Pronounced: com-PART-ment SIN-drome
When you have acute compartment syndrome (ACS), pressure builds up inside the enclosed spaces that hold muscles, nerves, and blood vessels. This prevents the muscles from getting oxygen. ACS can affect the arms, hands, legs, feet, and buttocks.
Under the skin of the arms and legs are sheets of connective tissue called fascia. These wrap around groups of muscles, nerves, and blood vessels. They create a unit called a compartment. When pressure builds up in these enclosed spaces, it has nowhere to go. The pressure is redirected into the compartment. When pressure reaches a certain point, it disrupts blood flow. In ACS, trauma speeds up this process. Blood vessels may fail, and tissue dies.
Common causes include:
These factors increase your chance of developing ACS:
Tell your doctor if you have any of these risk factors.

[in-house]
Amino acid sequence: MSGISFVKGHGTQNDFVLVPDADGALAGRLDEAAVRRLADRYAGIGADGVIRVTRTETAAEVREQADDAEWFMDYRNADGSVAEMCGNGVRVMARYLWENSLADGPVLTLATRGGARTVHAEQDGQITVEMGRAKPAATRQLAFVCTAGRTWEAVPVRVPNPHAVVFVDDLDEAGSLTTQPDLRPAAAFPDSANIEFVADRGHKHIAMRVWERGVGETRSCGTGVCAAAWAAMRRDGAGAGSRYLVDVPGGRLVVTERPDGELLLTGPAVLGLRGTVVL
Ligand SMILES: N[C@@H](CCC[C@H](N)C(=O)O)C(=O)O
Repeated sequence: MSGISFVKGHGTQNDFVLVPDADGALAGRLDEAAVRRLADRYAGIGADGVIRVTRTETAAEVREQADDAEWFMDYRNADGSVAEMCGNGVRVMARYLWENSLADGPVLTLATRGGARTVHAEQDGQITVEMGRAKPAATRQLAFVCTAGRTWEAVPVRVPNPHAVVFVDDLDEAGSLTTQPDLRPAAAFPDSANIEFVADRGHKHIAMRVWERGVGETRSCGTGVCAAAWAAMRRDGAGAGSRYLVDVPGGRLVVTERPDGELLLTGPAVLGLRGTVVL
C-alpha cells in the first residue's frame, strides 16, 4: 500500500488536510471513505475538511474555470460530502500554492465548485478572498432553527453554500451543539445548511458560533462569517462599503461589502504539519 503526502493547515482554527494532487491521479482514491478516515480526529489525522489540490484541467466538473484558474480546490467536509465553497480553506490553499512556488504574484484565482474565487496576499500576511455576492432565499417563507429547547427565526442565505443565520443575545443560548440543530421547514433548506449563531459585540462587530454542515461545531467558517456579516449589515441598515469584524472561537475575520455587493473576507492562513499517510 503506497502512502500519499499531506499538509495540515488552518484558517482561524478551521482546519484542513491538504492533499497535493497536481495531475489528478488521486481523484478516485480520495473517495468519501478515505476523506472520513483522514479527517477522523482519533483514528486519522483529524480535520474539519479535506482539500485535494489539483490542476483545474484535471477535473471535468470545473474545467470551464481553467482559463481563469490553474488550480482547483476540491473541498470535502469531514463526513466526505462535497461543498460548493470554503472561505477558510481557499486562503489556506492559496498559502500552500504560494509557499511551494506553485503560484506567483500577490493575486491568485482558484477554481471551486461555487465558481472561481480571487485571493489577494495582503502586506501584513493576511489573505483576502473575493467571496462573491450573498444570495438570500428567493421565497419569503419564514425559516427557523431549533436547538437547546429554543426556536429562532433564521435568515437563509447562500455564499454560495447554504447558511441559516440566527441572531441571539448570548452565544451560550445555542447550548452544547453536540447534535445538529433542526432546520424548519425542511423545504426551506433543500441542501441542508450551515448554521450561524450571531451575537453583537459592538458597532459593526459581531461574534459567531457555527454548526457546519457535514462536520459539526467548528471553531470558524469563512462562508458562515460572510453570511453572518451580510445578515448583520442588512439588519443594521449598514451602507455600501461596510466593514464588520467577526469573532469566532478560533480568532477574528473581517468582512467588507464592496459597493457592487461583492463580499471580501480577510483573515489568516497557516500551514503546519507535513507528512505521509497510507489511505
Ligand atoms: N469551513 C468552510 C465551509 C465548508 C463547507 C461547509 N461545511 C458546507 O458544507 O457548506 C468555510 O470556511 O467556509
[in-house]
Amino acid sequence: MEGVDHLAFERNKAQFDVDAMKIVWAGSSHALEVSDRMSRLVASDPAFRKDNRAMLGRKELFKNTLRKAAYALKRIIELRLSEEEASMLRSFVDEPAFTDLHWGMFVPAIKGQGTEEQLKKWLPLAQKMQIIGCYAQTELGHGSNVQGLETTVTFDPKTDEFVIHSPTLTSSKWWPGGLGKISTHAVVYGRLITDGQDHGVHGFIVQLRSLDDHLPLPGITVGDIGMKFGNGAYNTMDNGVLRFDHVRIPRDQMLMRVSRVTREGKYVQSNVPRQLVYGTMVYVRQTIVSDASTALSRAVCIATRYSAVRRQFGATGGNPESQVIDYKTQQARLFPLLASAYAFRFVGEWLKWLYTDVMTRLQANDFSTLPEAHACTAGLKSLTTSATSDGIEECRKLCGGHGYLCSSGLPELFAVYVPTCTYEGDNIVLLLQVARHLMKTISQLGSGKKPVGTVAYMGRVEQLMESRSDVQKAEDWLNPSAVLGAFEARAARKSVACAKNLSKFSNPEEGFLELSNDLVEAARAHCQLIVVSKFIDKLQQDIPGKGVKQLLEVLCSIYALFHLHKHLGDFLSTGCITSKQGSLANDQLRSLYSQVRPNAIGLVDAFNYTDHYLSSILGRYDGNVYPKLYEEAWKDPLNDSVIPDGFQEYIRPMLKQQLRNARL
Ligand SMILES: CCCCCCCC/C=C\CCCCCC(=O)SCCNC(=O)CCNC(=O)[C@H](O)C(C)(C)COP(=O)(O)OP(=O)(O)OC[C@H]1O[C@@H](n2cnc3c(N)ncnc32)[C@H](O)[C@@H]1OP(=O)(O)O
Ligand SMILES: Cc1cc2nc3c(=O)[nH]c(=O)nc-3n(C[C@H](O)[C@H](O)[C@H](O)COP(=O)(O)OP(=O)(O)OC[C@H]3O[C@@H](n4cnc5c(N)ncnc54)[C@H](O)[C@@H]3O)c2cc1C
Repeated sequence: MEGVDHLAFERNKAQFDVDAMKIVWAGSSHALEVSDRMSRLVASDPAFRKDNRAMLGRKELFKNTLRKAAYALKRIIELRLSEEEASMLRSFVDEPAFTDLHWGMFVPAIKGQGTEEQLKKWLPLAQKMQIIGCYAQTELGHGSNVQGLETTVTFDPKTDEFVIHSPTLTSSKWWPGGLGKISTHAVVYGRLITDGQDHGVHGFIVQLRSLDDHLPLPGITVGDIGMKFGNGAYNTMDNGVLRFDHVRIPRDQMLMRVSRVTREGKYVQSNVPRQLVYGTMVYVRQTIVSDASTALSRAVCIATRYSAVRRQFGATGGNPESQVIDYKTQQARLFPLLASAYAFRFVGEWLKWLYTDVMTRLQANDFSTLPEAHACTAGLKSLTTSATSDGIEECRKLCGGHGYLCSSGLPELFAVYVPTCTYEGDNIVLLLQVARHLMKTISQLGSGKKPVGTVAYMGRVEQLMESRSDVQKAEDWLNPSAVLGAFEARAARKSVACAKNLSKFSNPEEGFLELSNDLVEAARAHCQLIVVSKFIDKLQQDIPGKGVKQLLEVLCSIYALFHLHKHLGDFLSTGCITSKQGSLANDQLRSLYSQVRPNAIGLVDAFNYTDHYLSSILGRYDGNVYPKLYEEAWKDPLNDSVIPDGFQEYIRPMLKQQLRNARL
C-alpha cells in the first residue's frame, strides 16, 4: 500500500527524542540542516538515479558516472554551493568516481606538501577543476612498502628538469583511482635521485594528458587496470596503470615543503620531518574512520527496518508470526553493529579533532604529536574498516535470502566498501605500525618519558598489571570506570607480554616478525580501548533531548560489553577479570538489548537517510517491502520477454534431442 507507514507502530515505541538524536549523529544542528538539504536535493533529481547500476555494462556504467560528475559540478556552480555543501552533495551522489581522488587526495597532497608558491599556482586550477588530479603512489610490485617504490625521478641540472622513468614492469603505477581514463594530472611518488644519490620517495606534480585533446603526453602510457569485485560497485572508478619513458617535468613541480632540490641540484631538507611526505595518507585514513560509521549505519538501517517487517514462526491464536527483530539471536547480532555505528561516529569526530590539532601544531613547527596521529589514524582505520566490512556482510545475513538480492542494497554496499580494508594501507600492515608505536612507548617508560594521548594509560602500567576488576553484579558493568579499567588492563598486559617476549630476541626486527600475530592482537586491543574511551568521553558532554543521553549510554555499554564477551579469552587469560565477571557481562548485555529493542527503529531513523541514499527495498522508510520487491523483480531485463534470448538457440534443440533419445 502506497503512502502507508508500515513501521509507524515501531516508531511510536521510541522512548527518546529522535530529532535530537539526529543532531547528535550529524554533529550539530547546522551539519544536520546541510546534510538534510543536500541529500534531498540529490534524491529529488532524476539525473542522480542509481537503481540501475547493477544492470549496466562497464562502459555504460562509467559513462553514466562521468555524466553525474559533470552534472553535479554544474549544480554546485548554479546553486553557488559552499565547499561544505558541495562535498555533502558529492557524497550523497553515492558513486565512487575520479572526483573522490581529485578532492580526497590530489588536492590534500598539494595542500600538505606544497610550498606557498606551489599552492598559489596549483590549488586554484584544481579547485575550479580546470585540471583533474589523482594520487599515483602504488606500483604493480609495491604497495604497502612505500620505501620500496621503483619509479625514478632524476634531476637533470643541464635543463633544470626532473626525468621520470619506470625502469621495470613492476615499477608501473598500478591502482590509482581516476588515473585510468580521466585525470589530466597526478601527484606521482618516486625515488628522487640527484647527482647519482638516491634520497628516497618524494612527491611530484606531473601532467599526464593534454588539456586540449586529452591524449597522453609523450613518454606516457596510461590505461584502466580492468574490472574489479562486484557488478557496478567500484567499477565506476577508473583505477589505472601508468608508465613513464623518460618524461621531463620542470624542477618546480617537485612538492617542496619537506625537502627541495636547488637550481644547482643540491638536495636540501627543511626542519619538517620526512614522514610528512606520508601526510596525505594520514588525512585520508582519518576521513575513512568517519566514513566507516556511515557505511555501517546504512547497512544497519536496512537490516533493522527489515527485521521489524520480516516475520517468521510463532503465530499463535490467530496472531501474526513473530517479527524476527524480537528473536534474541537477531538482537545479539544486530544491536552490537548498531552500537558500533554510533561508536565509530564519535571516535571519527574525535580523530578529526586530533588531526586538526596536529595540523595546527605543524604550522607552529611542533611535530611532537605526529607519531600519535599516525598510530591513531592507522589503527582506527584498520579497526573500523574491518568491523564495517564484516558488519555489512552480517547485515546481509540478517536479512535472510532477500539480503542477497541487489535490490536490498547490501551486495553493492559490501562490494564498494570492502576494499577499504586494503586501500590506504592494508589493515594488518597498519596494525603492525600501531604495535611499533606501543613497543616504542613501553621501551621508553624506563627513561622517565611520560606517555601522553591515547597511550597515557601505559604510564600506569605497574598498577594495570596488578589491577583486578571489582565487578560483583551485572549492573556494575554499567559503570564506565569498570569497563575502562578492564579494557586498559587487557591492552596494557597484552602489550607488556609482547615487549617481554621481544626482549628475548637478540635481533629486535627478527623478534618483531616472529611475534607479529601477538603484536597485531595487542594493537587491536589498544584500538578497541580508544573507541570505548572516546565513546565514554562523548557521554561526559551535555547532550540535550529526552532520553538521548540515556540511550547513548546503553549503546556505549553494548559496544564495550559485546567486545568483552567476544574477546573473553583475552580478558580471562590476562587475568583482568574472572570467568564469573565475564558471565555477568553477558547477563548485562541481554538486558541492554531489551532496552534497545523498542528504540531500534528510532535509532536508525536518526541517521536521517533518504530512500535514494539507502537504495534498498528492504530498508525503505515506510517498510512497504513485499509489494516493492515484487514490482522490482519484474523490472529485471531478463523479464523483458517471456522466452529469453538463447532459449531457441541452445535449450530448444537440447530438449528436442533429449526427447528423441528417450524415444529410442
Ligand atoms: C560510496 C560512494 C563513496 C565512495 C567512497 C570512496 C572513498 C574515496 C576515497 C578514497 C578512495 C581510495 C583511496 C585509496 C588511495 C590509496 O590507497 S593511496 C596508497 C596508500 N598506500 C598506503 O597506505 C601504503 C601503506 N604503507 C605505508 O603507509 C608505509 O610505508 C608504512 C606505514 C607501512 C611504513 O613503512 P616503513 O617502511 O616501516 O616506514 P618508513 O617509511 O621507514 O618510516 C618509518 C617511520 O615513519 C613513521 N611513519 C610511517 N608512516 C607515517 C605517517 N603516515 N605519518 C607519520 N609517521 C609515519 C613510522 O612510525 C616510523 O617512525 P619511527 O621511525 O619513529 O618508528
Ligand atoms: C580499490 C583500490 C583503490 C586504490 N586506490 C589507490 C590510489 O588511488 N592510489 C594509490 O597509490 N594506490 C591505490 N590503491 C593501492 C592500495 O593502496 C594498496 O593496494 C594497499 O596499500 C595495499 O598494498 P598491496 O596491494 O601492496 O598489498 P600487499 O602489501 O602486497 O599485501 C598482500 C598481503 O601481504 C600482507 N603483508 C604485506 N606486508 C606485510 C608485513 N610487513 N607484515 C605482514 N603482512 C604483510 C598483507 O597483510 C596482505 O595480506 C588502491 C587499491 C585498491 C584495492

If you have any of these symptoms, do not assume it is due to ACS. These symptoms may be caused by other conditions. Tell your doctor if you have any of these:
Symptoms can develop within 30 minutes to two hours. In other cases, it may take days. ACS is an emergency. Get help right away. Damage can result in serious injury or even death.
Your doctor will ask about your symptoms and medical history. She will also do a physical exam. Tests may include:
Surgery to relieve pressure, called fasciotomy, must be done right away to prevent permanent damage. The doctor makes a long slice into the fascia to open the envelope of tissue and relieve pressure.
ACS is difficult to prevent because there are many causes. But there are some steps you can take to reduce your risk of injury, such as:
American Academy of Orthopaedic Surgeons
National Institutes of Arthritis and Musculoskeletal and Skin Diseases
Canadian Orthopaedic Foundation
Physical Therapy Canada
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